Staff Spotlight: Karen O’Gilvie

Karen O’Gilvie

My name is Karen, and I am the Academic Chair for MICA/Field to Fork in the Russ Edwards School of Agriculture & Environment. I was born and raised in Jamaica, and immigrated to Canada 10 years ago with my husband and our young family. Through a partnership between the Canadian and Jamaican governments to bring skilled workers to Canada, we landed in Thompson, Manitoba as my husband, a Red Seal chef, accepted a position through the partnership. It was a huge shift adjusting to the vastly different climate in Thompson, but we couldn’t have received a warmer welcome from the people in the community.

I have been an educator for my entire career. I started in Food Service Management and worked my way through various roles in the Culinary Arts field. The hours weren’t conducive to having a young family and spending time together, so I decided to broaden my scope of knowledge through education. My love for culinary arts and education came together as I completed a certificate in General Catering, then went on to get my Bachelor’s Degree in Education and Food Service Management, a match made in heaven. My first teaching job was in Culinary Arts, Baking and Hotel and Tourism Management at the most prestigious Trades Institute in Jamaica, the NCTVET Institute. While in Jamaica, I wrote curriculums, developed programs, and taught culinary arts in high school. My husband and I owned and managed a catering business while juggling school and family.

Upon arriving in Canada, I challenged the Red Seal exam, received my teaching license in Manitoba and Ontario, and graduated from the University of Manitoba with a Post-Baccalaureate Diploma in Education. I am currently pursuing a Masters Degree in Educational Administration at Brandon University. In Thompson, I taught Junior High and later moved into a Principalship role.

Being an educator in a Northern community where the curriculum was Indigenized helped enhance student learning experiences. Jamaica was also colonized, and that similarity really helped me to be able to relate to the students. The school district focuses on highlighting the Truth and Reconciliation journey. Being able to learn and experience aspects of the Indigenous culture has been a wonderful experience.

During Black History Month in my first few years in Thompson, I recognized there hadn’t been much planned for events. I observed, and through conversation, I learned that it wasn’t so much that teachers didn’t want to speak about Black History Month but that they didn’t feel equipped or qualified to teach on the subject and answer the hard questions regarding the atrocities of our past. I am a positive person, and while there is much darkness in the history of black people, there is also a lot of good. It’s all about balance, and I am always teaching that while there were, and continue to be, inequities, there have been major discoveries, leaders who have forced change, and scientific breakthroughs made by some incredible black people. Those are the stories we need to focus on. It is important to acknowledge the past and speak your truth, but while doing that, also look to the future because that’s where we can make positive change.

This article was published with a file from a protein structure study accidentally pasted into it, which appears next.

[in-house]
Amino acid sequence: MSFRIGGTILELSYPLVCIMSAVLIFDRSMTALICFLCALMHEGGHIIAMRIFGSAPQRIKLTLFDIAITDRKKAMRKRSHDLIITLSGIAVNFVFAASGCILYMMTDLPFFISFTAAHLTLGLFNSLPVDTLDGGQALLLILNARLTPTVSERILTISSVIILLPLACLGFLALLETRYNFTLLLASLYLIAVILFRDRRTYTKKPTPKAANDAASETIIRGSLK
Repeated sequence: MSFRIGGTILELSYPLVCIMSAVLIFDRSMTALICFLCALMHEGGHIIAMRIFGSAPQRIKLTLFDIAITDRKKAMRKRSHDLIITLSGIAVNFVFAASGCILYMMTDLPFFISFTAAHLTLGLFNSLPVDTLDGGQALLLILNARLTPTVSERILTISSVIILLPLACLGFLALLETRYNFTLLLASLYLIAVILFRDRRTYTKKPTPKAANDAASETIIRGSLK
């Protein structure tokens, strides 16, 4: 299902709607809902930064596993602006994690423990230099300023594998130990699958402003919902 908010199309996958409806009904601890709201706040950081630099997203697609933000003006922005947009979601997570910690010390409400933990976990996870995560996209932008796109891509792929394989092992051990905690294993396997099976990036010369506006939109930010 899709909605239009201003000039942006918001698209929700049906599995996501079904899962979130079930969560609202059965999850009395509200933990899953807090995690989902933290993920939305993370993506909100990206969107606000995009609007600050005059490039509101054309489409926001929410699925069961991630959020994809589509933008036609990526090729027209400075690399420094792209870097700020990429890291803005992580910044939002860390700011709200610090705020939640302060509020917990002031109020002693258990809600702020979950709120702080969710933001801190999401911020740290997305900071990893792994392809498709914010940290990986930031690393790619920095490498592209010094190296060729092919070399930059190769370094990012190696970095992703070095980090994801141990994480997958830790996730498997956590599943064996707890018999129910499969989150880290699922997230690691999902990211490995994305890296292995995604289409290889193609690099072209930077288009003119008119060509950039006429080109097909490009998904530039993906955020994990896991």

Being part of the change process, led me to partner with teachers to co-teach on Black History. I had the privilege of speaking to our students from the lens of a Black Canadian. It is imperative that we recognize that the world is big and diverse. Change and acceptance happens when we have an opportunity to learn and see things with different lenses. When people can look beyond ethnicity and see you!

When the Black Lives Matter movement started, I had an opportunity to speak at our local event in Thompson, and though unplanned, I seized the chance to share. When I looked out at that crowd, I saw a diverse group of many skin colours and ethnicities standing in support of the matter at hand. What started as a skin colour issue became a human rights issue that truly affects everyone, and it showed me that you could find allies in all groups wherever you go. History has shown this has always been the case.

Being Jamaican Canadian is a unique experience. I have the ability to be still authentic Jamaican and authentic Canadian. I do not have to choose. Our Jamaican Patois dialect is very important to me, and I’m doing my best to keep my culture and speak my language, especially for my kids, who left Jamaica very young.

It is a welcoming place to integrate into wider Canadian cultures, and I am always noticing that while we’re not all from the same place, we’re all human and relate in some way. Conversation with the people of Canada has given me the opportunity to widen my scope, learn, and also educate. I also find many similarities between the Canadian and Jamaican cultures. For example, a part of Jamaica’s National dish is salted cod. Jamaica started getting their codfish from Newfoundland! We traded the fish for rum, and the fish was packed in salt for transportation.